Group insurance is the most common type of coverage in the United States today. One can usually obtain broader benefits at a lower cost if one is covered as a member of a professional group, a service club or as an employee of a covered company. However, for a slightly higher premium one may join associations
such as Blue-Cross Blue-Shield or Kaiser as a non-group subscriber and receive similar benefits. With both spouses frequently working nowadays, it is not uncommon to find oneself covered under more than one group policy; once as a subscriber and again perhaps as a dependent of a spouse. Group policies
have provisions, however, limiting benefits to 100% of expenses covered so there can be no duplication or windfall for the insured covered under more than one group policy.
Because one’s health is likely to change over a period of time, a consumer should take a good look at renewal provisions when purchasing health insurance. There are three classifications to consider. Renewal at the option of the insurer is the least desirable alternative from the insureds’ point of view. The
insurance company reserves the right to periodically reevaluate the insured in terms of possible deteriorating health and economic conditions in general. The insurer can cancel the policy, raise premiums and insert restrictions as to the future coverage offered.
The second category is the guaranteed renewable policy which prohibits the insurance company from canceling or changing coverage or raising premiums unless the entire class of policy holders is affected. The most lenient renewal provision is the non-cancelable (“non-can”) policy which gives the insurance
company no right to make any changes in the consumers’ coverage or premiums as long as the policy is kept in effect by the offer of timely payments.
Of course the trick when evaluating insurance is to weigh the cost against the privilege. In this case the more lenient the renewal provisions in a particular policy, the higher the premiums will be. However, the higher cost may well be worth it to a consumer who anticipates failing health because of family history or some other reason and therefore does not want to risk being turned down for coverage in future years or having to pay prohibitive premiums for inadequate coverage.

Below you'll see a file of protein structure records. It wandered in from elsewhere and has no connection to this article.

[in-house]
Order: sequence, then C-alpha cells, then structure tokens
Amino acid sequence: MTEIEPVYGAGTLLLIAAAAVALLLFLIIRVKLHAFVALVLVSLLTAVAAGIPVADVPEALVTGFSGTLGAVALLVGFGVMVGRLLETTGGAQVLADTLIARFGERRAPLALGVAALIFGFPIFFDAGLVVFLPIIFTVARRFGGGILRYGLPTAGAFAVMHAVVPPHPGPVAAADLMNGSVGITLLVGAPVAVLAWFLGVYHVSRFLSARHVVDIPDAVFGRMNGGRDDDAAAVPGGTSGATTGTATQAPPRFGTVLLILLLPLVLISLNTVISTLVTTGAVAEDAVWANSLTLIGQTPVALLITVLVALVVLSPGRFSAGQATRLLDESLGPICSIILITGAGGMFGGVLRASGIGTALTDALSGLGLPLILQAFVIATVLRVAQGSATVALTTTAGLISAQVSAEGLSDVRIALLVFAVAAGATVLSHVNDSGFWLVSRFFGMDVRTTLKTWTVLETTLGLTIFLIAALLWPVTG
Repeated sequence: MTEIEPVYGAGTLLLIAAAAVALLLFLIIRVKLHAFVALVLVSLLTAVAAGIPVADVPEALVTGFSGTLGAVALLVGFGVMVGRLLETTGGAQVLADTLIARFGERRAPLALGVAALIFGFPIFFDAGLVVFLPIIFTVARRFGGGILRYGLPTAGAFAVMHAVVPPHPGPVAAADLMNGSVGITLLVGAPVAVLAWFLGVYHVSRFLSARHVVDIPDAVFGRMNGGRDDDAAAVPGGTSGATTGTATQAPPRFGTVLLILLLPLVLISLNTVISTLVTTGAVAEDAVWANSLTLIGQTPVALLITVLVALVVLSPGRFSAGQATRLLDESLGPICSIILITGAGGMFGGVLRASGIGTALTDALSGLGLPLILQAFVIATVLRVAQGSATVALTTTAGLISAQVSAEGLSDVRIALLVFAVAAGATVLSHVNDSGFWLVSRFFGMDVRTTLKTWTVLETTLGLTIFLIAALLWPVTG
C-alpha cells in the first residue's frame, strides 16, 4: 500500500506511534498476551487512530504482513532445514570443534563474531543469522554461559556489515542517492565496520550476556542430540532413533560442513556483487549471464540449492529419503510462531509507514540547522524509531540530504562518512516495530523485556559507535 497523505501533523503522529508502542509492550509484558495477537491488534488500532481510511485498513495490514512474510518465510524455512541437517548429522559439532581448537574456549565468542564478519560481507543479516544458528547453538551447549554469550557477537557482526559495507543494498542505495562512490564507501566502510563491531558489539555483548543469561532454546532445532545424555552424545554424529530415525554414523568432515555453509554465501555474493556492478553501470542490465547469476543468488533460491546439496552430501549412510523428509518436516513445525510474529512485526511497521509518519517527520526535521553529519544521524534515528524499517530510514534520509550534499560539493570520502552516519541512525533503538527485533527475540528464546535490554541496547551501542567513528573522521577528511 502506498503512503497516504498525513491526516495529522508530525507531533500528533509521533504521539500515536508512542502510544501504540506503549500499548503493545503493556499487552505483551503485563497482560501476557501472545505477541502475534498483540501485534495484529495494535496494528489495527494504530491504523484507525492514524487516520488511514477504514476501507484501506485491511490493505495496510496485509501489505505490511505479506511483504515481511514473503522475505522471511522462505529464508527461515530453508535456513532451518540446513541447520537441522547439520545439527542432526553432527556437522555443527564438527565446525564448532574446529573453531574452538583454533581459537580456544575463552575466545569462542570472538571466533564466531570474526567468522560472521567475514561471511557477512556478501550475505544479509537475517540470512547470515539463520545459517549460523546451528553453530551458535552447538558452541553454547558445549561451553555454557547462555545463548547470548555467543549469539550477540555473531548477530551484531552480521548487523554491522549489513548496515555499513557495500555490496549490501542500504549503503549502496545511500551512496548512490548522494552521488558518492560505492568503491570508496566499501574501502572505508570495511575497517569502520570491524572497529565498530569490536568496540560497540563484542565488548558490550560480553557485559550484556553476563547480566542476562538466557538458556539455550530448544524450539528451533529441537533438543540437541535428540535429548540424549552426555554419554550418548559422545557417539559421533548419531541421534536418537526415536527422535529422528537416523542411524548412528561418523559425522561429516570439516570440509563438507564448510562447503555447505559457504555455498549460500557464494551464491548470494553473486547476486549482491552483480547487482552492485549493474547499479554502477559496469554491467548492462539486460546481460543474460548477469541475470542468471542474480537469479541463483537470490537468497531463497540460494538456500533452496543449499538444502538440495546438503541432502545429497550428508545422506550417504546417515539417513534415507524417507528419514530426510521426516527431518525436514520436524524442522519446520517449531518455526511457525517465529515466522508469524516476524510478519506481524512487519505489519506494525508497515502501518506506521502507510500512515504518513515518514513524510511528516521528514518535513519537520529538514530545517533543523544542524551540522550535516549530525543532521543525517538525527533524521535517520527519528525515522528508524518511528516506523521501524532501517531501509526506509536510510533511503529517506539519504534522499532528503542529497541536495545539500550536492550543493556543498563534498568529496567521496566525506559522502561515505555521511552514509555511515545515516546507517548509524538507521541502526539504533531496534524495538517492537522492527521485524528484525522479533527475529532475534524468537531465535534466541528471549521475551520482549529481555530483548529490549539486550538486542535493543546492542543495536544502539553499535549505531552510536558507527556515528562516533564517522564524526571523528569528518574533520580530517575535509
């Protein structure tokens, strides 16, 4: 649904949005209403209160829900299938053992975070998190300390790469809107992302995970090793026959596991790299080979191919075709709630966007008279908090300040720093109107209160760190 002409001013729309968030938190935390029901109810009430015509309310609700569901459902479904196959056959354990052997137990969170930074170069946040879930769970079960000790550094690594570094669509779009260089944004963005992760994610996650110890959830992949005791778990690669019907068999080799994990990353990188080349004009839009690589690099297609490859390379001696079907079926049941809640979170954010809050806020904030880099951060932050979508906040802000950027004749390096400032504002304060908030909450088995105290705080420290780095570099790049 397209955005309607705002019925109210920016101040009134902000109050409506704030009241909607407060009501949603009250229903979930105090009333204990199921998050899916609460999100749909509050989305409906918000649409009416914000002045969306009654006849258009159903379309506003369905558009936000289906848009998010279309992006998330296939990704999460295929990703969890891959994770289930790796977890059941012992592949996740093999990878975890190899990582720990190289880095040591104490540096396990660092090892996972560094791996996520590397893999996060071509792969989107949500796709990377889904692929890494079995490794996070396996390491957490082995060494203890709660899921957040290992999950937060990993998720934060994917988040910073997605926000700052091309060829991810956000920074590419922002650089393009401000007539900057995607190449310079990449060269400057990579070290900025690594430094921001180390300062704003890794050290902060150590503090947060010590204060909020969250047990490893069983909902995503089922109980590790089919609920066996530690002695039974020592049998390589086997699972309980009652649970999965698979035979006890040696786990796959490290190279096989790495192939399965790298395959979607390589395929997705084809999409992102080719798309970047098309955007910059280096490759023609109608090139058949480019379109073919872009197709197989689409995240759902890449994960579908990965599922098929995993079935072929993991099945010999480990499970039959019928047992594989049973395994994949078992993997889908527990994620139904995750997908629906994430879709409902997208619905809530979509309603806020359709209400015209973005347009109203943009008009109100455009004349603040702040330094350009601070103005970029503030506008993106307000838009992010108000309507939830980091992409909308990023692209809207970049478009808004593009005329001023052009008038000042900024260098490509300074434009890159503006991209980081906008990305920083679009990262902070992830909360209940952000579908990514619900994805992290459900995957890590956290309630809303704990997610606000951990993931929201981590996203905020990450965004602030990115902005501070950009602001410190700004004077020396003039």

Basic medical coverage is limited as to the benefits provided and has relatively low policy limits in this age of soaring health care costs. Most people find major medical coverage preferable and almost mnecessary. High limits on benefits are possible by using deductibles, coinsurance provisions and inside
limits to bring the premiums within the range of most consumers. Coupled with stop-loss provisions, the risk of catastrophic illness is adequately eliminated. There are many providers of health insurance but group plans are the most popular. The majority of workers receive some such coverage for their families through their employment. Often premiums are paid by their employer as a fringe benefit of the workplace. You should familiarize yourself with the provisions of government policies such as workman’s compensation and Medicare. Make sure you check to see exactly what the renewal provisions are before you buy a particular policy and weigh the benefits to your specific situation against the cost.
Like any insurance policy, money (premium) is paid to the insurer (government) periodically, so that it is available to an employee should he find himself without a job. Like some group health insurance policies, the premium is paid by the employer not the employee (beneficiary) who receives the benefits. The one big difference is that whereas health insurance is an optional fringe benefit provided as a supplement to wages, unemployment insurance is a mandatory
payroll tax in order to fund the program. There are exceptions and modifications to this broad statement.